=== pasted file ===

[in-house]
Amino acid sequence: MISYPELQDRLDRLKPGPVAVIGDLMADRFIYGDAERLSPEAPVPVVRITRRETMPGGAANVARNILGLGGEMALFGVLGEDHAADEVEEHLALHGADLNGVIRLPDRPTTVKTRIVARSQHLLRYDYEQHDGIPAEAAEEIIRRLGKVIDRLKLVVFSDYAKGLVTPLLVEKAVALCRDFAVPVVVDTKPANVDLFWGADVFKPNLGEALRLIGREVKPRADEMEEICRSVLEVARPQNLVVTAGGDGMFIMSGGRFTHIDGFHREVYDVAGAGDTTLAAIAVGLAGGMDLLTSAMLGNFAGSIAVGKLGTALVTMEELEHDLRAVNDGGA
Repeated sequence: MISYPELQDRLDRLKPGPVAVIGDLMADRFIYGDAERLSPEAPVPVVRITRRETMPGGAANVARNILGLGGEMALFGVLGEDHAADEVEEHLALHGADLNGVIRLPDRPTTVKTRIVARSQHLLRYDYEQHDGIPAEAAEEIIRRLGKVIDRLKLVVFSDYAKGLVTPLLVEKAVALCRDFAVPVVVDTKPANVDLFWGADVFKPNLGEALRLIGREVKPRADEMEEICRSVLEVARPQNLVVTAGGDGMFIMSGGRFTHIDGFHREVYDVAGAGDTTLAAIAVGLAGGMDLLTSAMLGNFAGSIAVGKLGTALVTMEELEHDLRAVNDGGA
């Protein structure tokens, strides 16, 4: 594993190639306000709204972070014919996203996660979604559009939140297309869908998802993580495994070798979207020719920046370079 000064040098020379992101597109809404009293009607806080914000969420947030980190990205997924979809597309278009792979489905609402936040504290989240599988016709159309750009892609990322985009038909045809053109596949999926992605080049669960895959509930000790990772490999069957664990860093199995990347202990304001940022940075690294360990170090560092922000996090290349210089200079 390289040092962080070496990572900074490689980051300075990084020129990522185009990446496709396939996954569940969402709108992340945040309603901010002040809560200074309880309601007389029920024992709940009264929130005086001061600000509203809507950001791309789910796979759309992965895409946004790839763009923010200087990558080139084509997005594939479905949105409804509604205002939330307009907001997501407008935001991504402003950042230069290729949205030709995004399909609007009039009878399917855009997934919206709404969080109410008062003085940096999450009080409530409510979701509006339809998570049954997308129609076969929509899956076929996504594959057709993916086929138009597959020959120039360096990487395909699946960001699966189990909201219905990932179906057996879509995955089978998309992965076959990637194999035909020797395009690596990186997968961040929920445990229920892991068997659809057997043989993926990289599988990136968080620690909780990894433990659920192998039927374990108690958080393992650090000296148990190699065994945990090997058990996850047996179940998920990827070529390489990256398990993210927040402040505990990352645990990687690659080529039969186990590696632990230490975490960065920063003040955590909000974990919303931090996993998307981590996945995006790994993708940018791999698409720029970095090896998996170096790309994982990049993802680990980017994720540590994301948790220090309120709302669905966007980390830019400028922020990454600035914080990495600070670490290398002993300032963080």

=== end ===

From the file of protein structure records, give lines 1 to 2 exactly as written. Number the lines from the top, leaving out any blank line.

[in-house]
Amino acid sequence: MISYPELQDRLDRLKPGPVAVIGDLMADRFIYGDAERLSPEAPVPVVRITRRETMPGGAANVARNILGLGGEMALFGVLGEDHAADEVEEHLALHGADLNGVIRLPDRPTTVKTRIVARSQHLLRYDYEQHDGIPAEAAEEIIRRLGKVIDRLKLVVFSDYAKGLVTPLLVEKAVALCRDFAVPVVVDTKPANVDLFWGADVFKPNLGEALRLIGREVKPRADEMEEICRSVLEVARPQNLVVTAGGDGMFIMSGGRFTHIDGFHREVYDVAGAGDTTLAAIAVGLAGGMDLLTSAMLGNFAGSIAVGKLGTALVTMEELEHDLRAVNDGGA